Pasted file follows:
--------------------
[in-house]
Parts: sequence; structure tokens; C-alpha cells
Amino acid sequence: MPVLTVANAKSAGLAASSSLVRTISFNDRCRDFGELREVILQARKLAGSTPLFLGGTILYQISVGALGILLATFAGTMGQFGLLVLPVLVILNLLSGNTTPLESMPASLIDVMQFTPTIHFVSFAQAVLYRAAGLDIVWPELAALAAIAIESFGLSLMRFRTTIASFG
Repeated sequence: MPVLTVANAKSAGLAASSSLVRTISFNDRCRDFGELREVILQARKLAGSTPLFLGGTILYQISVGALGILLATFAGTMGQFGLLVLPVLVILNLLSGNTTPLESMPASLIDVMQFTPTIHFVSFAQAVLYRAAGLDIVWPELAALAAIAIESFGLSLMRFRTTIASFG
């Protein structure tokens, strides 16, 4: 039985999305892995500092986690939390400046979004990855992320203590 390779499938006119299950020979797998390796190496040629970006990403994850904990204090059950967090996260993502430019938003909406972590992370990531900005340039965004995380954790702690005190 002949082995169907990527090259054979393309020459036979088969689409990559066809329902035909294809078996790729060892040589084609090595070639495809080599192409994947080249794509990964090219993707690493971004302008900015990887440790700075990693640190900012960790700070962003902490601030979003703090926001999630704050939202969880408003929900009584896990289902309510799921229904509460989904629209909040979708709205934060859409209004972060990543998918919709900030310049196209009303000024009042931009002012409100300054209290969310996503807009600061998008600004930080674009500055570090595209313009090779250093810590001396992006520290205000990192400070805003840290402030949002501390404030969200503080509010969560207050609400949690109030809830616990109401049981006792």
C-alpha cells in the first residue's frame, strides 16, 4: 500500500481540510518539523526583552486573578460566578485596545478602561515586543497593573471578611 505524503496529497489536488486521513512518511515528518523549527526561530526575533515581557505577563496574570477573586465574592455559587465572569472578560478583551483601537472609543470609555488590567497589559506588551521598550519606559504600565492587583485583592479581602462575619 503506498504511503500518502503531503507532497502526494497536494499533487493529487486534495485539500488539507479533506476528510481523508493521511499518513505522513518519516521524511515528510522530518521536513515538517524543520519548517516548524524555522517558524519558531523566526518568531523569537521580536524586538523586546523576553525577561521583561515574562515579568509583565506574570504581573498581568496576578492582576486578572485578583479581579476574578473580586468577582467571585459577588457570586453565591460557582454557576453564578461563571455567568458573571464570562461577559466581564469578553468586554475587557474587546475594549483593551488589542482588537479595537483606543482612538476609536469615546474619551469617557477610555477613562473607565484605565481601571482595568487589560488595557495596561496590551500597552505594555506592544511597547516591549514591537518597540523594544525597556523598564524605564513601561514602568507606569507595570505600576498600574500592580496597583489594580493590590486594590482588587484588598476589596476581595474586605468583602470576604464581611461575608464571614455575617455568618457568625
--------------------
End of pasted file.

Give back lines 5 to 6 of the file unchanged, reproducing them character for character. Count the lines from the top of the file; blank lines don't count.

């Protein structure tokens, strides 16, 4: 039985999305892995500092986690939390400046979004990855992320203590 390779499938006119299950020979797998390796190496040629970006990403994850904990204090059950967090996260993502430019938003909406972590992370990531900005340039965004995380954790702690005190 002949082995169907990527090259054979393309020459036979088969689409990559066809329902035909294809078996790729060892040589084609090595070639495809080599192409994947080249794509990964090219993707690493971004302008900015990887440790700075990693640190900012960790700070962003902490601030979003703090926001999630704050939202969880408003929900009584896990289902309510799921229904509460989904629209909040979708709205934060859409209004972060990543998918919709900030310049196209009303000024009042931009002012409100300054209290969310996503807009600061998008600004930080674009500055570090595209313009090779250093810590001396992006520290205000990192400070805003840290402030949002501390404030969200503080509010969560207050609400949690109030809830616990109401049981006792």
C-alpha cells in the first residue's frame, strides 16, 4: 500500500481540510518539523526583552486573578460566578485596545478602561515586543497593573471578611 505524503496529497489536488486521513512518511515528518523549527526561530526575533515581557505577563496574570477573586465574592455559587465572569472578560478583551483601537472609543470609555488590567497589559506588551521598550519606559504600565492587583485583592479581602462575619 503506498504511503500518502503531503507532497502526494497536494499533487493529487486534495485539500488539507479533506476528510481523508493521511499518513505522513518519516521524511515528510522530518521536513515538517524543520519548517516548524524555522517558524519558531523566526518568531523569537521580536524586538523586546523576553525577561521583561515574562515579568509583565506574570504581573498581568496576578492582576486578572485578583479581579476574578473580586468577582467571585459577588457570586453565591460557582454557576453564578461563571455567568458573571464570562461577559466581564469578553468586554475587557474587546475594549483593551488589542482588537479595537483606543482612538476609536469615546474619551469617557477610555477613562473607565484605565481601571482595568487589560488595557495596561496590551500597552505594555506592544511597547516591549514591537518597540523594544525597556523598564524605564513601561514602568507606569507595570505600576498600574500592580496597583489594580493590590486594590482588587484588598476589596476581595474586605468583602470576604464581611461575608464571614455575617455568618457568625